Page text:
The American Psychological Association thinks “traditional masculinity” is a problem. But there’s no such thing as a single “traditional” form of manhood. Look at the many versions of masculinity presented in Austen and Tolstoy, Ross Douthat writes.
The name of the Italian soldier who saved Hemingway in WWI has finally been found.
Gerald Russello reviews George Scialabba’s Slouching Towards Utopia.
The fall of Rome reminds us, among other things, “how fragile republican government is, how quickly elite interests can leave behind the common people, [and] how desirable a tyrant can be in the midst of real dysfunction.”
The return of Buffy: “High school can be hell and no one knows that better than Buffy the Vampire Slayer, who returns to her teenage roots in a new comic book series from Boom! Studios.”
A life in Paris: “Michael Peppiatt’s memoir is subtitled Paris Among the Artists, but it could be called A Portrait of the Art Critic As an Older Man. Peppiatt, who is best known for his biography and memoirs of his friend Francis Bacon, has spent the greater part of his working life in Paris, and this book is a love letter to the city, although not an uncritical one.”
Essay of the Day:
In The New Yorker, Robert Caro writes about what it takes to be a good investigative reporter and the life of Lyndon B. Johnson:
“Looking back on my work on Johnson, I think I realized on my very first drive into the Hill Country—or should have realized—that I was entering a world I really didn’t understand and wasn’t prepared for. I still remember: you drove west from Austin, and about forty-one miles out you came to the top of a tall hill. As I came to the crest of that hill, suddenly there was something in front of me that made me pull over to the side of the road and get out of the car and stand there looking down. Because what I was seeing was something I had never seen before: emptiness—a vast emptiness. I later found out that it’s a valley, the valley of the Pedernales River. It’s about seventy-five miles long and fifteen miles across.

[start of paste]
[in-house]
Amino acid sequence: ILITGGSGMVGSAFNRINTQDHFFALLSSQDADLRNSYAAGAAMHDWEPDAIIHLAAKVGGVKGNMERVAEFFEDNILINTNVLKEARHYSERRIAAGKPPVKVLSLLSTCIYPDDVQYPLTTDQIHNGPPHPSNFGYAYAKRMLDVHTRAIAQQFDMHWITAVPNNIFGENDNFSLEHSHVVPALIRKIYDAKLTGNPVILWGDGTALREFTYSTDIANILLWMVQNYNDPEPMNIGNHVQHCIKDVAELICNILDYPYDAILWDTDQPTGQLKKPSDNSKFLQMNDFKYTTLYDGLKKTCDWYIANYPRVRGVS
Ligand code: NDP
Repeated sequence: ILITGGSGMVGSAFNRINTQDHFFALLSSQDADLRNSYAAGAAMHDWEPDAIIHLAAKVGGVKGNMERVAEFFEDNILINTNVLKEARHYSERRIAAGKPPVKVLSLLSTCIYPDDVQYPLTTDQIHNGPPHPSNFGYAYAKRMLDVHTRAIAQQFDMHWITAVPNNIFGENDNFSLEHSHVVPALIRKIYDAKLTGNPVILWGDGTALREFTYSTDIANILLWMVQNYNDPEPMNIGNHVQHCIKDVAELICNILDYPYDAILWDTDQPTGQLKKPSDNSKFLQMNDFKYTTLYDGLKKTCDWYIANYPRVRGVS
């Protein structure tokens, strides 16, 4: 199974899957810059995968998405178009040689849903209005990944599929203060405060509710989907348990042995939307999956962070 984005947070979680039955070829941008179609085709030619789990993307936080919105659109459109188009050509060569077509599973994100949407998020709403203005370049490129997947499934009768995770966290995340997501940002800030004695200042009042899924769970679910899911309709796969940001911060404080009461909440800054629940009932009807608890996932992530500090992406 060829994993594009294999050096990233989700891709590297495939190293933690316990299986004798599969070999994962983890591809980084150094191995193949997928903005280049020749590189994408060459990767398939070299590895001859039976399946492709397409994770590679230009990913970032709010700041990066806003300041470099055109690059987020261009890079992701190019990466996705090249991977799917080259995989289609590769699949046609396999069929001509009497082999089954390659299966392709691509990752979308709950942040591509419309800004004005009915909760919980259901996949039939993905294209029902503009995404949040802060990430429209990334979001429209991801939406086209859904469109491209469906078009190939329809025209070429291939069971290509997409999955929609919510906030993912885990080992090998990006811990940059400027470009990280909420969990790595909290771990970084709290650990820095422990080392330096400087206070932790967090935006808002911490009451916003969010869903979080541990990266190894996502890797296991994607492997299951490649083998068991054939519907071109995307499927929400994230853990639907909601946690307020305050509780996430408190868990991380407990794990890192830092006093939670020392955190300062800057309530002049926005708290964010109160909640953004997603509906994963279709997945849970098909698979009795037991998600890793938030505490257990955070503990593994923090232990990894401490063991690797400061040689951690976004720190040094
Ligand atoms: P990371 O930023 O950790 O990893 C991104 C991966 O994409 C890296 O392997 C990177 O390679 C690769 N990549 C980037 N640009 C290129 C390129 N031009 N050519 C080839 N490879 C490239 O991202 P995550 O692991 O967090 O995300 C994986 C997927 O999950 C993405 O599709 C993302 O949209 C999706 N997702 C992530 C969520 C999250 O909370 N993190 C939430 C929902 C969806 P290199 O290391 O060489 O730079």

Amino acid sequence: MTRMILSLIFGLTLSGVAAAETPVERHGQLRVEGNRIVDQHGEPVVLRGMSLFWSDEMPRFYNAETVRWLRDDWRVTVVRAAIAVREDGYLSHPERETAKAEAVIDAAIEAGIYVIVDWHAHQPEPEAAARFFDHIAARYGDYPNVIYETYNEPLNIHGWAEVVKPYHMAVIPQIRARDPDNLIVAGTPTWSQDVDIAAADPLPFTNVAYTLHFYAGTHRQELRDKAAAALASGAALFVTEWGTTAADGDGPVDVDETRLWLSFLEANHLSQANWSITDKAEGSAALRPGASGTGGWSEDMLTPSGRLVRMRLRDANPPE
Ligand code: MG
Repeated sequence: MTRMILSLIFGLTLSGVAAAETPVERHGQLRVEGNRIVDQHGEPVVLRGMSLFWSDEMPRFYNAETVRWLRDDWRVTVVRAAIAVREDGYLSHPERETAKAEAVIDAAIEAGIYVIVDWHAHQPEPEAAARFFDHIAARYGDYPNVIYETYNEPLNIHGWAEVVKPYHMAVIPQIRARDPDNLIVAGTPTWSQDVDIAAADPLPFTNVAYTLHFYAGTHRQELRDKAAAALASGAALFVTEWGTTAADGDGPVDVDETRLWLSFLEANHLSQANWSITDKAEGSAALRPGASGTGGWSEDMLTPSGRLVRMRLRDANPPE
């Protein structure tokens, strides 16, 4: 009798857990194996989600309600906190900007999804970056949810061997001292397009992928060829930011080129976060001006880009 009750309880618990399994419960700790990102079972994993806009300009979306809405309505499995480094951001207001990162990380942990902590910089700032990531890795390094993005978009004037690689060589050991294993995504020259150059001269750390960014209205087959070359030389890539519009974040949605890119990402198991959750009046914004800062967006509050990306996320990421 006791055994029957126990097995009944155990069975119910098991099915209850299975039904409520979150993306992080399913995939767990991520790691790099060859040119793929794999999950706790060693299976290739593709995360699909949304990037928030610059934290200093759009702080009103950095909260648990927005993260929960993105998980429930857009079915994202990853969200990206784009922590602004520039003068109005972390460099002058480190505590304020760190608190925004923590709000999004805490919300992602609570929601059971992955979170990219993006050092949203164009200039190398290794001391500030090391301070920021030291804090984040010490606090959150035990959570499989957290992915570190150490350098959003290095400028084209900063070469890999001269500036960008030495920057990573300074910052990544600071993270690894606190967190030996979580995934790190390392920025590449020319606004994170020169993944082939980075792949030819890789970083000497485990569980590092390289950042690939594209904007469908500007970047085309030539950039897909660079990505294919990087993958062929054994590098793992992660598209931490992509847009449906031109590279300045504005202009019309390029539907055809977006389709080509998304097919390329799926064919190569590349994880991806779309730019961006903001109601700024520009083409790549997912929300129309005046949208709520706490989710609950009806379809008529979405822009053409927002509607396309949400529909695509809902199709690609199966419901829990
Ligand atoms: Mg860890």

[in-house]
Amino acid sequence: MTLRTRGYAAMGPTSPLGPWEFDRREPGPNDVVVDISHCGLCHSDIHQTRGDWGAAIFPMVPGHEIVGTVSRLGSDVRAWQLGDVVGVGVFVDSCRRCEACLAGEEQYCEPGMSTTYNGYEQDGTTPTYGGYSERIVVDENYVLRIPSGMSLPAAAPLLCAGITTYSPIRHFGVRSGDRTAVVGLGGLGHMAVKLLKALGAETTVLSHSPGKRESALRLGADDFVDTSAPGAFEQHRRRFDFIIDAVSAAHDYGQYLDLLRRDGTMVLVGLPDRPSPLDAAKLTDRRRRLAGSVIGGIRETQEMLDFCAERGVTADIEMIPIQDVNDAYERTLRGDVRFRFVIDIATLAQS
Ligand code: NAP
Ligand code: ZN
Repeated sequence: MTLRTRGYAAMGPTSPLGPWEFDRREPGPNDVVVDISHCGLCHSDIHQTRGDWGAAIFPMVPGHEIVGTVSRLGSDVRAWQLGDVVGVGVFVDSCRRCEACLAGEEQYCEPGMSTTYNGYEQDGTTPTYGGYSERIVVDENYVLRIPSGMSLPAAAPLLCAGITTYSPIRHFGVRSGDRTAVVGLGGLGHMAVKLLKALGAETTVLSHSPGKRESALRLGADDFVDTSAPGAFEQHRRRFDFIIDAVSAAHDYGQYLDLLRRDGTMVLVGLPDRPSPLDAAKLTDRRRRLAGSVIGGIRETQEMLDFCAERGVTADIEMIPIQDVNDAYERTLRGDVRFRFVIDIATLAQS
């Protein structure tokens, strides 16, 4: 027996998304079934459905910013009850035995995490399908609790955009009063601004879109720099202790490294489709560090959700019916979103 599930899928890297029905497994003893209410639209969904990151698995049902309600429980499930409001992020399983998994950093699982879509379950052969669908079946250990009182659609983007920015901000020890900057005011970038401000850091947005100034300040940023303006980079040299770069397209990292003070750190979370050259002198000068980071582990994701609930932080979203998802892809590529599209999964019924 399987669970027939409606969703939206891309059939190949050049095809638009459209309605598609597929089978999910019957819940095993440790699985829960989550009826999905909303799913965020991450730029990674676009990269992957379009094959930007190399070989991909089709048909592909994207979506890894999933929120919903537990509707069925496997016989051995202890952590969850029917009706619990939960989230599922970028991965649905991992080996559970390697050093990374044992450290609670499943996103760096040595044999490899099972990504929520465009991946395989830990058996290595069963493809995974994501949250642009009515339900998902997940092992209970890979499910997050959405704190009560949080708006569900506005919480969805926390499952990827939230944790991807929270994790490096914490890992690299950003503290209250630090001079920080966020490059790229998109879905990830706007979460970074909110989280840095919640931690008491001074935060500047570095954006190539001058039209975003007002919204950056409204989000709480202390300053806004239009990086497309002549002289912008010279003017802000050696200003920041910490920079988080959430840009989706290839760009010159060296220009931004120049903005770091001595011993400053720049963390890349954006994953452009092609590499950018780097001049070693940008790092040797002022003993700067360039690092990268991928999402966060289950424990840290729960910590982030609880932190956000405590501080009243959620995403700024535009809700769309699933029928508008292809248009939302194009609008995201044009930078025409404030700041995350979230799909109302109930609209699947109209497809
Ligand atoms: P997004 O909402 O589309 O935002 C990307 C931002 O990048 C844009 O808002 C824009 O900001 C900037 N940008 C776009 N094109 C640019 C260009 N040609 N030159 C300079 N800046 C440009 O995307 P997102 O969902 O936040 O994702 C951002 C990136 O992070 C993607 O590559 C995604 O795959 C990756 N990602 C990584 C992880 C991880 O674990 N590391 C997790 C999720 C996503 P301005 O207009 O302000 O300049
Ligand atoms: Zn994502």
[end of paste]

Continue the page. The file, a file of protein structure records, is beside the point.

“When I stood there looking down on it that first time, for a few minutes I didn’t see a single sign of human life in that immense space. Then something happened—a cloud moved from in front of the sun perhaps, and suddenly in the middle of this emptiness the sun was glinting off a little huddle of houses. That was Johnson City. When Lyndon Johnson was growing up in that town, three hundred and twenty-three people lived there; when I arrived, there were only a few hundred more. As I stood on that hill, I realized that I was looking at something, was about to drive down into something, unlike anything I had ever seen before, in its emptiness, its loneliness, its isolation.Read the rest.
Poem: Roseanne Watt, “Barnacle”
Photo: Cabin and stars
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